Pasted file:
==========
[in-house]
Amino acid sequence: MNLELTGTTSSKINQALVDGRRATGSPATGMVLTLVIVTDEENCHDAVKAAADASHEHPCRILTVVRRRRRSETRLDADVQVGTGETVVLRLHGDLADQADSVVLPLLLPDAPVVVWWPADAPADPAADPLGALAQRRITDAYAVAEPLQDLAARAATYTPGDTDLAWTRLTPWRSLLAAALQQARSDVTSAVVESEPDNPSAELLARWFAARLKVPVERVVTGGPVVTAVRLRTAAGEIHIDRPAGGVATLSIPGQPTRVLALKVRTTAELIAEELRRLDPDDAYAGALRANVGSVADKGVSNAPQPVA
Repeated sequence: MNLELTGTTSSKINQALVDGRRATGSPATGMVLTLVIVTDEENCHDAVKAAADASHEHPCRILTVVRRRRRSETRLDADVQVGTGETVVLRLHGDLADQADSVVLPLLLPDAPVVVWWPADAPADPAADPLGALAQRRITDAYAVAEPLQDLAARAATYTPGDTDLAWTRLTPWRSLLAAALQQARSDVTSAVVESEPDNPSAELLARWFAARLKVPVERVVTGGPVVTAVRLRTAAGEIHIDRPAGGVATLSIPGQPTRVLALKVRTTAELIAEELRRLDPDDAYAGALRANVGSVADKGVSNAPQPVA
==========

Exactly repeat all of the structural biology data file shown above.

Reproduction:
[in-house]
Amino acid sequence: MNLELTGTTSSKINQALVDGRRATGSPATGMVLTLVIVTDEENCHDAVKAAADASHEHPCRILTVVRRRRRSETRLDADVQVGTGETVVLRLHGDLADQADSVVLPLLLPDAPVVVWWPADAPADPAADPLGALAQRRITDAYAVAEPLQDLAARAATYTPGDTDLAWTRLTPWRSLLAAALQQARSDVTSAVVESEPDNPSAELLARWFAARLKVPVERVVTGGPVVTAVRLRTAAGEIHIDRPAGGVATLSIPGQPTRVLALKVRTTAELIAEELRRLDPDDAYAGALRANVGSVADKGVSNAPQPVA
Repeated sequence: MNLELTGTTSSKINQALVDGRRATGSPATGMVLTLVIVTDEENCHDAVKAAADASHEHPCRILTVVRRRRRSETRLDADVQVGTGETVVLRLHGDLADQADSVVLPLLLPDAPVVVWWPADAPADPAADPLGALAQRRITDAYAVAEPLQDLAARAATYTPGDTDLAWTRLTPWRSLLAAALQQARSDVTSAVVESEPDNPSAELLARWFAARLKVPVERVVTGGPVVTAVRLRTAAGEIHIDRPAGGVATLSIPGQPTRVLALKVRTTAELIAEELRRLDPDDAYAGALRANVGSVADKGVSNAPQPVA